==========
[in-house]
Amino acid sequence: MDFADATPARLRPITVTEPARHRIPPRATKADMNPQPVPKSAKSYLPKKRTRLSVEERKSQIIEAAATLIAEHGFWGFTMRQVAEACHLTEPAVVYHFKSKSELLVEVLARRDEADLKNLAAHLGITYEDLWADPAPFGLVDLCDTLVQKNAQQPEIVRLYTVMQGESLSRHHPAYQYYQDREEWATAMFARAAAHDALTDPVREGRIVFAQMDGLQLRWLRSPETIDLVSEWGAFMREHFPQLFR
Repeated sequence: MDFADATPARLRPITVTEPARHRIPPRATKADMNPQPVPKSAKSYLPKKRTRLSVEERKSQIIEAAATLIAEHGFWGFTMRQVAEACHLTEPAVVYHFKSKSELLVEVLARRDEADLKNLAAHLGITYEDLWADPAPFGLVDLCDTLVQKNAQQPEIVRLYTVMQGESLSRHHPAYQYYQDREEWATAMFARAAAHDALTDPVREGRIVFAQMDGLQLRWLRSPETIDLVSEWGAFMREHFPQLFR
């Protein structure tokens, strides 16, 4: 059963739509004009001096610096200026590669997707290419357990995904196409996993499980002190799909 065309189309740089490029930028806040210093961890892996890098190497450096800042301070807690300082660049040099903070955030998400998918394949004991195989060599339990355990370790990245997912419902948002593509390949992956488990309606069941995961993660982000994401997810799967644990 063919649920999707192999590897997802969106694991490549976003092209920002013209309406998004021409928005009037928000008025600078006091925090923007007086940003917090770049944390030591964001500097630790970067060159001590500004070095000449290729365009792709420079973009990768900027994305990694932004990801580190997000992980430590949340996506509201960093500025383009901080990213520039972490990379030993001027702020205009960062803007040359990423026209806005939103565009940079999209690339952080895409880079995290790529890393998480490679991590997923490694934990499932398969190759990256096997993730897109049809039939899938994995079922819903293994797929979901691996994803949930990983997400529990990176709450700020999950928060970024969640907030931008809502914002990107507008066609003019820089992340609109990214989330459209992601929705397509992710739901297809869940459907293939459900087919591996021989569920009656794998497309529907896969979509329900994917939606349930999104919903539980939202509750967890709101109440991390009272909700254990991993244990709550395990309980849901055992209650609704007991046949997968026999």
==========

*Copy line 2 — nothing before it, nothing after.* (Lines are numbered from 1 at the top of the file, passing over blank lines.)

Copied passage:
Amino acid sequence: MDFADATPARLRPITVTEPARHRIPPRATKADMNPQPVPKSAKSYLPKKRTRLSVEERKSQIIEAAATLIAEHGFWGFTMRQVAEACHLTEPAVVYHFKSKSELLVEVLARRDEADLKNLAAHLGITYEDLWADPAPFGLVDLCDTLVQKNAQQPEIVRLYTVMQGESLSRHHPAYQYYQDREEWATAMFARAAAHDALTDPVREGRIVFAQMDGLQLRWLRSPETIDLVSEWGAFMREHFPQLFR